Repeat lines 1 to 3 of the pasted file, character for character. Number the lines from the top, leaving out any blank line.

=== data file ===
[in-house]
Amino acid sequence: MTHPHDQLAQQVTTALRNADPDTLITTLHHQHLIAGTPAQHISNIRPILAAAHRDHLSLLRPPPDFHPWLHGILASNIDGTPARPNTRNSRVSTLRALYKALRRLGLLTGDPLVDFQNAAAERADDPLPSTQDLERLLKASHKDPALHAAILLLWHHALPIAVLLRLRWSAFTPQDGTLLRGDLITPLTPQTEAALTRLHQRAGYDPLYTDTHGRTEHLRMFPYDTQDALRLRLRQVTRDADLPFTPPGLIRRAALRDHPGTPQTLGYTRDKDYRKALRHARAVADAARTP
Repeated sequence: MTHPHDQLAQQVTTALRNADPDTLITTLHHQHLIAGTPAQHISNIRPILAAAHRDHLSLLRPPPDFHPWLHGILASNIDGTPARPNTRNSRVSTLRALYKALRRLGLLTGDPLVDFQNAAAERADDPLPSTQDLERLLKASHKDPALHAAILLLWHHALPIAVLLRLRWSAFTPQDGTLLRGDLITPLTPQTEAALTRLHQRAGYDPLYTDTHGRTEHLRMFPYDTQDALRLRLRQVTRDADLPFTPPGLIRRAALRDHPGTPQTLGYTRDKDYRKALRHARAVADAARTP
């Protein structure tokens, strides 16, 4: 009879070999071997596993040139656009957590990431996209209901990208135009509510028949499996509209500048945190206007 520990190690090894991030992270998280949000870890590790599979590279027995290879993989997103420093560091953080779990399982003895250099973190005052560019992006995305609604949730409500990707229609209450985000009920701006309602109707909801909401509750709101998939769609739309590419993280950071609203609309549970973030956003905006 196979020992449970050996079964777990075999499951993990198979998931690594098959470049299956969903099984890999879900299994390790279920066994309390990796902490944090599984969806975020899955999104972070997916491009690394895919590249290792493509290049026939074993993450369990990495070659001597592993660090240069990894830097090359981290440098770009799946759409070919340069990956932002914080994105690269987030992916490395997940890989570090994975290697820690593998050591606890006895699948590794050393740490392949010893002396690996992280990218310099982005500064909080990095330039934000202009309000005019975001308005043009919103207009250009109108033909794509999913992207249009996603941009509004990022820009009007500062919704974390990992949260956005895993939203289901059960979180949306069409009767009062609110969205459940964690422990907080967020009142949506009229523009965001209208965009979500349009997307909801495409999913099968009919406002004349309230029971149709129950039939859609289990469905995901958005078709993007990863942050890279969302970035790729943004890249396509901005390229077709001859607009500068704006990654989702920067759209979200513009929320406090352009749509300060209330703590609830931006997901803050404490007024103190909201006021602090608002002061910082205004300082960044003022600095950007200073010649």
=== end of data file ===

[in-house]
Amino acid sequence: MTHPHDQLAQQVTTALRNADPDTLITTLHHQHLIAGTPAQHISNIRPILAAAHRDHLSLLRPPPDFHPWLHGILASNIDGTPARPNTRNSRVSTLRALYKALRRLGLLTGDPLVDFQNAAAERADDPLPSTQDLERLLKASHKDPALHAAILLLWHHALPIAVLLRLRWSAFTPQDGTLLRGDLITPLTPQTEAALTRLHQRAGYDPLYTDTHGRTEHLRMFPYDTQDALRLRLRQVTRDADLPFTPPGLIRRAALRDHPGTPQTLGYTRDKDYRKALRHARAVADAARTP
Repeated sequence: MTHPHDQLAQQVTTALRNADPDTLITTLHHQHLIAGTPAQHISNIRPILAAAHRDHLSLLRPPPDFHPWLHGILASNIDGTPARPNTRNSRVSTLRALYKALRRLGLLTGDPLVDFQNAAAERADDPLPSTQDLERLLKASHKDPALHAAILLLWHHALPIAVLLRLRWSAFTPQDGTLLRGDLITPLTPQTEAALTRLHQRAGYDPLYTDTHGRTEHLRMFPYDTQDALRLRLRQVTRDADLPFTPPGLIRRAALRDHPGTPQTLGYTRDKDYRKALRHARAVADAARTP